Singapore home sales fall alarmingly
    The Singaporean government's cooling measures have had a major impact: sales of new private homes dropped in 2014 to their lowest level for six years, according to Urban Redevelopment Authority data. Prices have also fallen. Developers sold only 7,557 units in 2014, just above half the units sold a year earlier. Nearly 22,000 units were sold in 2012 which dropped to about 15,000 units in 2013. Only 230 units were sold in December, the lowest monthly figure since January, 2009 when developers sold only 108 units. Experts believe that restrictions on borrowing and measures taken to curb speculation are to be blamed. Housing prices fell by 6% in 2015; however, experts rule out the possibility of further drop in home sales. As the first quarter of 2015 is likely to remain sluggish, the developers may be forced to price their units competitively. The government has introduced several restrictive measures on local as well as foreign property buyers to curb speculation in Singapore since 2009. Debt is capped at 60% of a borrower's income. Real estate taxes have also been increased. The government recently raised the minimum cash down payment for individuals applying for a second housing loan to 25%, from the previous 10%. The government increased the additional buyer's stamp duty (ABSD) on private and public housing for foreign real estate investors from 10% to 15% in January, 2013. Foreign buyers pay ABSD, introduced for the first time in December, 2011, in addition to the standard stamp duty rates. These rules are also applicable foreigners on long-term passes (called 'permanent residents'), but they pay at a lower rate of 5%. Singapore residents have also been brought under ABSD's ambit, having to pay 7% ABSD when buying their second home. The government also introduced a Seller's Stamp Duty on industrial properties for the first time, to discourage speculative activity in the industrial market.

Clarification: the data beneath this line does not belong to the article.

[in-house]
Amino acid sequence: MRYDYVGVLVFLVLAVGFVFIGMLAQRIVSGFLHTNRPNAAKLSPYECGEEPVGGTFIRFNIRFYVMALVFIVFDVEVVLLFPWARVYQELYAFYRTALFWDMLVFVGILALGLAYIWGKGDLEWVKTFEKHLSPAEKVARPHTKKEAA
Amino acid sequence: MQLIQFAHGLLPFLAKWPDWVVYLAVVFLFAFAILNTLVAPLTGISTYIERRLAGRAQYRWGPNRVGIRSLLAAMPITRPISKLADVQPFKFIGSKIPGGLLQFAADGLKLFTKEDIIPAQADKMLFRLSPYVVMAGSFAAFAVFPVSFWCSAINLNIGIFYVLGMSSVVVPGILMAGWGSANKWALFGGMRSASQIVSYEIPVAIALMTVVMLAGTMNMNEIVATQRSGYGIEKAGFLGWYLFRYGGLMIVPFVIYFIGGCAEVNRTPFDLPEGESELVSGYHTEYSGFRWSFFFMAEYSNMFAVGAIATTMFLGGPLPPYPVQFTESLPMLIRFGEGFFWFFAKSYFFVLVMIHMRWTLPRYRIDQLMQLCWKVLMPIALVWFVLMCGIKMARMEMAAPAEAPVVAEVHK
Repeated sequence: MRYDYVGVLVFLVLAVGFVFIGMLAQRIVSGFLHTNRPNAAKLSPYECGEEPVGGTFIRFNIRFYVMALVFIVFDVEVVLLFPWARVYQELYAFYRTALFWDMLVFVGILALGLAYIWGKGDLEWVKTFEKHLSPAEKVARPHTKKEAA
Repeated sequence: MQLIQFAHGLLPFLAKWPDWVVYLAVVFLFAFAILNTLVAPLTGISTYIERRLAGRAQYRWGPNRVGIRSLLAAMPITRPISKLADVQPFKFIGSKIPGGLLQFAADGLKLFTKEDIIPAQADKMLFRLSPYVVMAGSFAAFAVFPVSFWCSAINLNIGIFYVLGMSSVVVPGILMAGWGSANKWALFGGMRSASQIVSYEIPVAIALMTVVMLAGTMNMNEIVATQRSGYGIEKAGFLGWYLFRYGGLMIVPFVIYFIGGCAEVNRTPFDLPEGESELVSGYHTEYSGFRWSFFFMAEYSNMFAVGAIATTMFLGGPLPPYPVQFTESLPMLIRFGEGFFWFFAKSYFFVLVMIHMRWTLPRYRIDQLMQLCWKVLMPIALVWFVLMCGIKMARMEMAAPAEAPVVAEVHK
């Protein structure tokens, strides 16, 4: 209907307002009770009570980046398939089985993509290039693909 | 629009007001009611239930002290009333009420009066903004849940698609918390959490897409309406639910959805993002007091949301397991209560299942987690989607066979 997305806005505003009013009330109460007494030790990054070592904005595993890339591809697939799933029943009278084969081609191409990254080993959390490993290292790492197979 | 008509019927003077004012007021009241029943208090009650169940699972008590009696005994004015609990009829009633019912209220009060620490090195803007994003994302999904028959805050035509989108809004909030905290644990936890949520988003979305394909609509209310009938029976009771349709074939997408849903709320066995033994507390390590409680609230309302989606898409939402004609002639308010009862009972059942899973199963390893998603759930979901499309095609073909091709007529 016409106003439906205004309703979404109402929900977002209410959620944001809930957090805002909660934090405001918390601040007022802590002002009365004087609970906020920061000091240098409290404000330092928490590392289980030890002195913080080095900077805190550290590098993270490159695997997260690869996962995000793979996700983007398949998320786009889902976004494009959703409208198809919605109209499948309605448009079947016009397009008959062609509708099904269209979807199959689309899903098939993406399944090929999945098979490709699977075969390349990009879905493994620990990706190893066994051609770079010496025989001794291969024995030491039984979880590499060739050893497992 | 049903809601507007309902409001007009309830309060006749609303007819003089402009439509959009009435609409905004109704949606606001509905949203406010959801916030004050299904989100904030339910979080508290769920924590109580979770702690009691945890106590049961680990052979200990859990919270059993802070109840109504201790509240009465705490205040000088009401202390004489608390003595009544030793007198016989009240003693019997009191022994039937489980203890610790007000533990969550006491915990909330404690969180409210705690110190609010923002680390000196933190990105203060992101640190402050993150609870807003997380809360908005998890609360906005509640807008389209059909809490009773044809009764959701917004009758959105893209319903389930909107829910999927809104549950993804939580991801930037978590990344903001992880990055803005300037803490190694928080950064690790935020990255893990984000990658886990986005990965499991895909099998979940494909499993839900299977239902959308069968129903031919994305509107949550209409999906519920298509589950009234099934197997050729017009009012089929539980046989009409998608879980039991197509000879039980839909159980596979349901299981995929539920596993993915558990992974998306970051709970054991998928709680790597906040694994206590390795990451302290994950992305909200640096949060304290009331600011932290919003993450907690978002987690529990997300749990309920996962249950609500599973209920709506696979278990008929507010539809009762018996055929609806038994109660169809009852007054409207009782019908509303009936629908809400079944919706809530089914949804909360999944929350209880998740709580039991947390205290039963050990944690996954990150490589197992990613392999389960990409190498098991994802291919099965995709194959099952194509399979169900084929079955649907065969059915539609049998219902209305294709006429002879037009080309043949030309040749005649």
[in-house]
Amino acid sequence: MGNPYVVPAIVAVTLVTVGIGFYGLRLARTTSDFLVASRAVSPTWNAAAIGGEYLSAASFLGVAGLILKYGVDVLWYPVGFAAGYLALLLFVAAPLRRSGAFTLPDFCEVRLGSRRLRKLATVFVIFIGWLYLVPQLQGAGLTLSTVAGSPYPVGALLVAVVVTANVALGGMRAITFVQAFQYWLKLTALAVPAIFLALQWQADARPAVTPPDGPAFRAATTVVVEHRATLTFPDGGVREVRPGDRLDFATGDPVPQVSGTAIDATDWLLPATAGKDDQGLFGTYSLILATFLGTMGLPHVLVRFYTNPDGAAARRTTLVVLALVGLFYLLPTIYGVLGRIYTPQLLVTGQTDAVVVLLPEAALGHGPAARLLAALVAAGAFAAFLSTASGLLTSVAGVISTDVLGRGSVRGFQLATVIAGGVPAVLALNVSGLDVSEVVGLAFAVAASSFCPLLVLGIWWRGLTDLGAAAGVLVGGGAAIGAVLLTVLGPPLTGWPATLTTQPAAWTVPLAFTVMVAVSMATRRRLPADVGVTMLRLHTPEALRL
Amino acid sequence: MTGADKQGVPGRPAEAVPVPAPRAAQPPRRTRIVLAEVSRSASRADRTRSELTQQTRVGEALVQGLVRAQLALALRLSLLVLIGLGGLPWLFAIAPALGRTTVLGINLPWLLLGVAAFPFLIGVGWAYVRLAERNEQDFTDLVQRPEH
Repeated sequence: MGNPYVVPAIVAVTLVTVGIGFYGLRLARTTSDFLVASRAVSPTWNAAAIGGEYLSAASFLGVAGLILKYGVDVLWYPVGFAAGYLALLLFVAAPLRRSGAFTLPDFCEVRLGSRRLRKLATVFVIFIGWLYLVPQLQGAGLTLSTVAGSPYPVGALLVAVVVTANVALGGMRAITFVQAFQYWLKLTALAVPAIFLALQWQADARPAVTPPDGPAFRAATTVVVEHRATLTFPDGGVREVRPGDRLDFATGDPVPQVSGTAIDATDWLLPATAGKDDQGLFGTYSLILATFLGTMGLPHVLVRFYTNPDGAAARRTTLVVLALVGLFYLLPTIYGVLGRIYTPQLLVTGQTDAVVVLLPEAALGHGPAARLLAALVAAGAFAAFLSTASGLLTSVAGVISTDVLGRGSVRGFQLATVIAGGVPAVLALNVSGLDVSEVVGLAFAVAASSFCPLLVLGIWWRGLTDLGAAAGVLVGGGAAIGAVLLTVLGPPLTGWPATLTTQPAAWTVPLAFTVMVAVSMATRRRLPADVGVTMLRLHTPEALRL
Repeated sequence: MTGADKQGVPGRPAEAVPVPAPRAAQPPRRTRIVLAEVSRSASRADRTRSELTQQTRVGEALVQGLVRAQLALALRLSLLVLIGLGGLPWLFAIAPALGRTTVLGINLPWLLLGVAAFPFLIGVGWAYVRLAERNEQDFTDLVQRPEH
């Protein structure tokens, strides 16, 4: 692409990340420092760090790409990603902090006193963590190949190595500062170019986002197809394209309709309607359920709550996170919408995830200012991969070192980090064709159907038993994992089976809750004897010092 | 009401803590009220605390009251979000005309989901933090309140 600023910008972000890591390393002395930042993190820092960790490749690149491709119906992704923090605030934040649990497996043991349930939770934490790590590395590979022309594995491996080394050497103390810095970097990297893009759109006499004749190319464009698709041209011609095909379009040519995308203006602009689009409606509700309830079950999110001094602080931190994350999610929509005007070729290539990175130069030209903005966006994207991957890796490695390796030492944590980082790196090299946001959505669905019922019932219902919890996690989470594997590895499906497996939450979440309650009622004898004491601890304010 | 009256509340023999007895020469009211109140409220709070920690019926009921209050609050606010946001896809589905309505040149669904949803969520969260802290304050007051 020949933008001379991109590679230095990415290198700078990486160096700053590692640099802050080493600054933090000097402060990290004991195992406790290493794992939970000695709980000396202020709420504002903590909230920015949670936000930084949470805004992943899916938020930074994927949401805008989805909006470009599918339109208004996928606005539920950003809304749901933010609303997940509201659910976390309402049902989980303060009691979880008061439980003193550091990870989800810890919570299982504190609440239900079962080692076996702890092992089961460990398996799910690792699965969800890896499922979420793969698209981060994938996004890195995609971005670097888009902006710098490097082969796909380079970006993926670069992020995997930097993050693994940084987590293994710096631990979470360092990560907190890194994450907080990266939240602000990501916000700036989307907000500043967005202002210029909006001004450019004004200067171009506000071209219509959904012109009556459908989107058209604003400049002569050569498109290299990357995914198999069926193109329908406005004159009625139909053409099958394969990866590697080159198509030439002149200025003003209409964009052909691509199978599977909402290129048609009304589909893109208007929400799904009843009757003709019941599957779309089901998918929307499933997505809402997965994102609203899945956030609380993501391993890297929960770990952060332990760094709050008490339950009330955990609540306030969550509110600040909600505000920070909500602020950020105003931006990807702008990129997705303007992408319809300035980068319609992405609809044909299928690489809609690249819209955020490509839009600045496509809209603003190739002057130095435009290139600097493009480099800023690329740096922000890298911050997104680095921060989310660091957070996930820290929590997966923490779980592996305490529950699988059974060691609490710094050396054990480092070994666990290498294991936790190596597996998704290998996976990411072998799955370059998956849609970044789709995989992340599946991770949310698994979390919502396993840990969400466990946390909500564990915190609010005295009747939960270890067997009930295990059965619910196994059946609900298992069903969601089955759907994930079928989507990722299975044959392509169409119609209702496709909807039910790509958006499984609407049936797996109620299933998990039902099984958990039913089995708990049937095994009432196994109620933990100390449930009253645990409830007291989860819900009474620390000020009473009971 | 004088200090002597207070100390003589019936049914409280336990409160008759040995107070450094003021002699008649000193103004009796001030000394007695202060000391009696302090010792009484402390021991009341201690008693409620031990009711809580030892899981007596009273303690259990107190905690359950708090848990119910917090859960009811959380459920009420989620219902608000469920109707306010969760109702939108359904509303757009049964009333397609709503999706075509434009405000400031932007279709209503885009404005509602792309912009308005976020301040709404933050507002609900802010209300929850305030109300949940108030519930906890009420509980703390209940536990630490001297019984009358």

Hong Kong housing shortage: Leung Chun-ying plans to increase land supply
    Hong Kong will increase its land supply to deal with the housing shortage, promised Chief Executive Leung Chun-ying in his recent policy address. His government will relax out-dated restrictions and streamline procedures to facilitate building new homes. Pointing to land shortage as root cause of many social and economic problems, Leung expressed worry over young and middle class families being priced out of the housing market, deterring them from forming a family or starting a business. He stressed the need for long-term land supply planning to curb runaway property prices and rents for residential homes. There is no lack of land in Hong Kong; the problem is shortage of land that is developable. 'The process of planning takes timeandhellip;We have to take into consideration more and more factors such as the impact on traffic, environment, conservation and even air ventilation in the planning processandhellip; Planning must reflect the overall interests of Hong Kong and heed the priorities of society's need. 'Not only the well-being of individual areas in planning and development, but also the overall housing supply and demand of Hong Kong as a whole should be considered,' he said. Land shortage has caused the failure of several government schemes for affordable housing. During Tung Chee-hwa's administration, the government launched a scheme to build 85,000 new flats each year, but failed to meet the target. In 2014, Chief Executive Leung Chun-ying also failed to meet his target of 47,000 new units.